DES MOINES, Iowa -- Sen. Bob Dole's narrow escape from the Iowa precinct caucuses, where he won only 26 percent of the vote to Pat Buchanan's 23, puts considerable heat on him in next Tuesday's New Hampshire primary.
Eight years ago, he won 37 percent of the Iowa caucus vote in beating then Vice President George Bush. He may have to spend more time than he wants in New Hampshire trying to explain why he didn't do better.
Shattered in Iowa was any lingering sense that Mr. Dole's nomination is inevitable. He must quickly reinforce his front-running position against the charge of the two winners of the expectations game in Iowa, Mr. Buchanan and the surprise third-place finisher, Lamar Alexander.
As the two candidates who exceeded expectations here, they will reap the benefit of the media spotlight. Both had trailed Steve Forbes in the final Des Moines Register poll, but easily beat him, Mr. Alexander with 18 percent to Mr. Forbes' dismal 10, one point ahead of the other collapsing candidate, Sen. Phil ++ Gramm, who got only 9.
Mr. Forbes with all his millions and his willingness to spend them will try to restore his early luster. But the abandon with which he bought television and radio time to slash Messrs. Dole, Gramm and Alexander apparently didn't sit well with Iowa voters, who pride themselves in practicing wholesome politics. More of the same in New Hampshire may well backfire on Mr. Forbes there, too.
It is notable that in Iowa, while Senators Dole and Gramm answered Mr. Forbes in kind over the airwaves, Mr. Buchanan ran a largely positive campaign and Mr. Alexander bragged about doing so -- while calling Messrs. Forbes and Dole $l ''mudslingers'' and displaying a pair of high boots on occasion. Messrs. Buchanan and Alexander appeared to benefit from at least the appearance of taking the high road.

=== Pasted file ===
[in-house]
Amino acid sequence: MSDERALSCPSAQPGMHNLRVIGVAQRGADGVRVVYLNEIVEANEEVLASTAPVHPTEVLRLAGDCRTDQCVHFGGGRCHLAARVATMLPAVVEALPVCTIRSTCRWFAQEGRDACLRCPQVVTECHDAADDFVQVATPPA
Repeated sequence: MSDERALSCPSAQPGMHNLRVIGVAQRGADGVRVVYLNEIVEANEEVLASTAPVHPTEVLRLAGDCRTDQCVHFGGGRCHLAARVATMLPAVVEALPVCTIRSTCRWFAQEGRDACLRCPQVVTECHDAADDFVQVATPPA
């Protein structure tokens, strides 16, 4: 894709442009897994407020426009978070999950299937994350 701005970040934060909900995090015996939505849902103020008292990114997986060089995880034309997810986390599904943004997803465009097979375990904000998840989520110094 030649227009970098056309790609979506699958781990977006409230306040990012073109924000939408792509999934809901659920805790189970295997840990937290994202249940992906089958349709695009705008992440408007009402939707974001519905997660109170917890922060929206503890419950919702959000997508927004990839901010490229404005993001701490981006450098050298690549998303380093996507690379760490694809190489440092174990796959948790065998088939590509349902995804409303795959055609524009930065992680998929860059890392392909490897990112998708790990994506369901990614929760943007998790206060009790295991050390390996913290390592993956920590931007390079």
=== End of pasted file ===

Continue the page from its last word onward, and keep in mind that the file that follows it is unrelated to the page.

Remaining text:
Mr. Buchanan, in fact, who has the reputation of being a tough political street brawler, was essentially a coat-holder for the other scrappers in Iowa and came out unscathed while they nursed their wounds. He claimed that Mr. Forbes' negative ads softened up Senator Dole for him, and at the same time he escaped attacks from the other candidates. The reason, he said, was that his conservative supporters, especially anti-abortion voters, were so committed to him that Messrs. Forbes and Dole probably decided it would be a waste of time to try to discredit Mr. Buchanan in their eyes.
Another indication that Iowa voters were turned off by the battle of negative ads was a turnout of only about 96,000, well below the 135,000 that Iowa Republican Party chairman Brian Kennedy had predicted. The light turnout may have helped Mr. Buchanan, in light of the zeal of his supporters.
One of the ironies of Mr. Alexander's surprise showing was that after a successful political career as a moderate Republican, he labored for most of the last year to be seen as a conservative. Yet in Iowa he came off once again as a reasonable moderate, in contrast with the candidates of the far right.
In New Hampshire, Senator Dole faces intensified pressure from the right in Mr. Buchanan and from the middle in Mr. Alexander, as well as from Mr. Forbes, who must decide whether to continue his slash-and-burn strategy that apparently backfired so badly in Iowa.
Senator Dole's problem here, beyond trying to fend off the Forbes attacks, was the same one that has always plagued him -- his failure to articulate a forward-looking agenda and a weakness with younger voters. A poll of Iowa caucus-goers indicated that 65 percent of his support came from voters over 45.
TTC While Mr. Buchanan gave Senator Dole a scare in Iowa, there remains strong sentiment in the party that he is a polarizing figure who can't be nominated, and therefore if the choice comes down to the two men, Senator Dole will become the safe haven. Such thinking could provide an opening for Mr. Alexander if he is able to hold his own in New Hampshire and emerge as
the moderate alternative to Senator Dole.
Jack W. Germond and Jules Witcover report from The Sun's Washington bureau.